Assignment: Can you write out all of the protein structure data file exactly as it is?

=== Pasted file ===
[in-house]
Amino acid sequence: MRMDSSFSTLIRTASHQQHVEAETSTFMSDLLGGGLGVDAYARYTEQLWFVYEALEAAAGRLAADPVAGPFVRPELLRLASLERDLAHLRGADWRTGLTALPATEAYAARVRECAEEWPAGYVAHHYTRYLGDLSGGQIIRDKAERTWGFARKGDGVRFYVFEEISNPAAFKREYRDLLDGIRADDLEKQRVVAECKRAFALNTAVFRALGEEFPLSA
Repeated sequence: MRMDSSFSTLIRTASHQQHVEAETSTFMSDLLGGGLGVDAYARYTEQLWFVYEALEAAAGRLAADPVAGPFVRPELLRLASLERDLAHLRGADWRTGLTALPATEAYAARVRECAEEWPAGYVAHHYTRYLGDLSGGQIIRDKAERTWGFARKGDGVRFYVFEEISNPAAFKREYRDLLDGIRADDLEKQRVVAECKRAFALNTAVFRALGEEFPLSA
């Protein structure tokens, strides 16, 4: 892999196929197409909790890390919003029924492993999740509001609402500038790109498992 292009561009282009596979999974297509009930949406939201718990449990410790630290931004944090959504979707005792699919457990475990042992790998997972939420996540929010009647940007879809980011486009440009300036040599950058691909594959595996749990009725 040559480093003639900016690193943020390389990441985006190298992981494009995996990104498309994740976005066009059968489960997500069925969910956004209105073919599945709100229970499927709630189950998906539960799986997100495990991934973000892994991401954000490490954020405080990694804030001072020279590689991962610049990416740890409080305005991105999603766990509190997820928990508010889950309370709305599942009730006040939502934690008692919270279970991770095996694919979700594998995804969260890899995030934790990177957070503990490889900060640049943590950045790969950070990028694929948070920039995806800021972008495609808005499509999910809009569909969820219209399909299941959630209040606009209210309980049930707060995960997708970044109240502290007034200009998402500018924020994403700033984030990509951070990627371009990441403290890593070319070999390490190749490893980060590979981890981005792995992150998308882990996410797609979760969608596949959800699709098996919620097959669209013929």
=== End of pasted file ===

[in-house]
Amino acid sequence: MRMDSSFSTLIRTASHQQHVEAETSTFMSDLLGGGLGVDAYARYTEQLWFVYEALEAAAGRLAADPVAGPFVRPELLRLASLERDLAHLRGADWRTGLTALPATEAYAARVRECAEEWPAGYVAHHYTRYLGDLSGGQIIRDKAERTWGFARKGDGVRFYVFEEISNPAAFKREYRDLLDGIRADDLEKQRVVAECKRAFALNTAVFRALGEEFPLSA
Repeated sequence: MRMDSSFSTLIRTASHQQHVEAETSTFMSDLLGGGLGVDAYARYTEQLWFVYEALEAAAGRLAADPVAGPFVRPELLRLASLERDLAHLRGADWRTGLTALPATEAYAARVRECAEEWPAGYVAHHYTRYLGDLSGGQIIRDKAERTWGFARKGDGVRFYVFEEISNPAAFKREYRDLLDGIRADDLEKQRVVAECKRAFALNTAVFRALGEEFPLSA
């Protein structure tokens, strides 16, 4: 892999196929197409909790890390919003029924492993999740509001609402500038790109498992 292009561009282009596979999974297509009930949406939201718990449990410790630290931004944090959504979707005792699919457990475990042992790998997972939420996540929010009647940007879809980011486009440009300036040599950058691909594959595996749990009725 040559480093003639900016690193943020390389990441985006190298992981494009995996990104498309994740976005066009059968489960997500069925969910956004209105073919599945709100229970499927709630189950998906539960799986997100495990991934973000892994991401954000490490954020405080990694804030001072020279590689991962610049990416740890409080305005991105999603766990509190997820928990508010889950309370709305599942009730006040939502934690008692919270279970991770095996694919979700594998995804969260890899995030934790990177957070503990490889900060640049943590950045790969950070990028694929948070920039995806800021972008495609808005499509999910809009569909969820219209399909299941959630209040606009209210309980049930707060995960997708970044109240502290007034200009998402500018924020994403700033984030990509951070990627371009990441403290890593070319070999390490190749490893980060590979981890981005792995992150998308882990996410797609979760969608596949959800699709098996919620097959669209013929």